Late Visean thermal event in the northern part of the French Massif Central: new 40Ar/39Ar and Rb–Sr isotopic constraints on the Hercynian syn-orogenic extension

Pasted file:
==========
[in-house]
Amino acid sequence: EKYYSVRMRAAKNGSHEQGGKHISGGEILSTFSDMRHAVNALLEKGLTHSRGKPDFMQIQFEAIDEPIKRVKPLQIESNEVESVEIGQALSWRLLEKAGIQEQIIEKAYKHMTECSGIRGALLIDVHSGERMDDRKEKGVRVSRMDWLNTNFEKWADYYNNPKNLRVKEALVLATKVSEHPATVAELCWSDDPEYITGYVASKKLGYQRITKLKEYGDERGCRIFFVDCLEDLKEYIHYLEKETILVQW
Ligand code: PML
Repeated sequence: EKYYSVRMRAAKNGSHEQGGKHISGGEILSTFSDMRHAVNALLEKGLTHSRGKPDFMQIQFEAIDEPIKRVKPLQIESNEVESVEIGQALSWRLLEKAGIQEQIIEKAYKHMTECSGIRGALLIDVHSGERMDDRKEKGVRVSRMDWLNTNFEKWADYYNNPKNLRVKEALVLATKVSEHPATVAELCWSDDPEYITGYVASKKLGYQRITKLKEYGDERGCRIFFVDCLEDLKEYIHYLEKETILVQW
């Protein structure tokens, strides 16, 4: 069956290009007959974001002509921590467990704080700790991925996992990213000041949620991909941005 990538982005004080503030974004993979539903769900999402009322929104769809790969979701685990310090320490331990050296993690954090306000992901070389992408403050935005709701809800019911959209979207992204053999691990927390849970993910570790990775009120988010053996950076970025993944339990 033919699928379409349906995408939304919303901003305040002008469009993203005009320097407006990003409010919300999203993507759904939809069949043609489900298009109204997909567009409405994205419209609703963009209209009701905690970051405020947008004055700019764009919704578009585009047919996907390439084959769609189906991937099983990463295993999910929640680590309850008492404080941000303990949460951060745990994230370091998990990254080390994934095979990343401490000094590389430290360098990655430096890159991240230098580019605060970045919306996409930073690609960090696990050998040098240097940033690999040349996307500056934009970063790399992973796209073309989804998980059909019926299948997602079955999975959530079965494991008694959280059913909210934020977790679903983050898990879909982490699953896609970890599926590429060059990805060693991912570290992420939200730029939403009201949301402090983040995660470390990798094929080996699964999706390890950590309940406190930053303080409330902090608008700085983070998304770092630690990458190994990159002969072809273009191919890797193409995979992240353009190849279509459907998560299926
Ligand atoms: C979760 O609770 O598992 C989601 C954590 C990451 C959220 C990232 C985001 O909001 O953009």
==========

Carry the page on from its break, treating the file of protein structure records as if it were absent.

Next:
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The French Massif Central belongs to the central metamorphic domain of the European Hercynian Belt. 40Ar/39Ar mica and amphibole dates have been obtained on magmatic and metamorphic rocks from the northern part of the French Massif Central (Sioule and Brévenne-Violay series). The 336- to 337-Ma dates recorded by a granodiorite (the St. Gervais pluton) and its mylonitic border along the Ste Christine fault and the 337±5-Ma muscovite ages from the Brévenne series are consistent with the age of wrenching related to the late stage of the Hercynian compression. The remaining age spectra from the Sioule area provide ages ranging from 331 to 335 Ma that are interpreted as cooling ages related to rock exhumation after the main stages of metamorphism and deformation in the studied area. Late Visean dates widespread in North Massif Central correspond to a huge magmatic event characterized by the emplacement of "red granites", granophyres and sub-aerial acidic volcanics known as the "Tufs anthracifères" formation. Rb–Sr isotopic data from volcanic and hypovolcanic rocks from the Sioule and Montagne Bourbonnaise areas place constraints on the source of the magmas. Simple metapelite crustal melting or a major contribution from depleted mantle sources are ruled out, and instead, mantle-derived magmas were probably involved, at least as a heat source, during the Late Visean magmatism. Exhumation and cooling of metamorphic rocks below 300°C occurred contemporaneously with this Late Visean magmatism. In the geodynamic evolution of the Hercynian Belt, the Late Visean (ca. 335–330 Ma) magmatism corresponds to a major break marking the onset of post-collisional extension in the inner zone which had been thickened by collision in Latest Devonian–Earliest Carboniferous. This Late Visean extension in the inner zone which is synchronous to compression in the northern and southern forelands of the belt appears as a syn-orogenic process.
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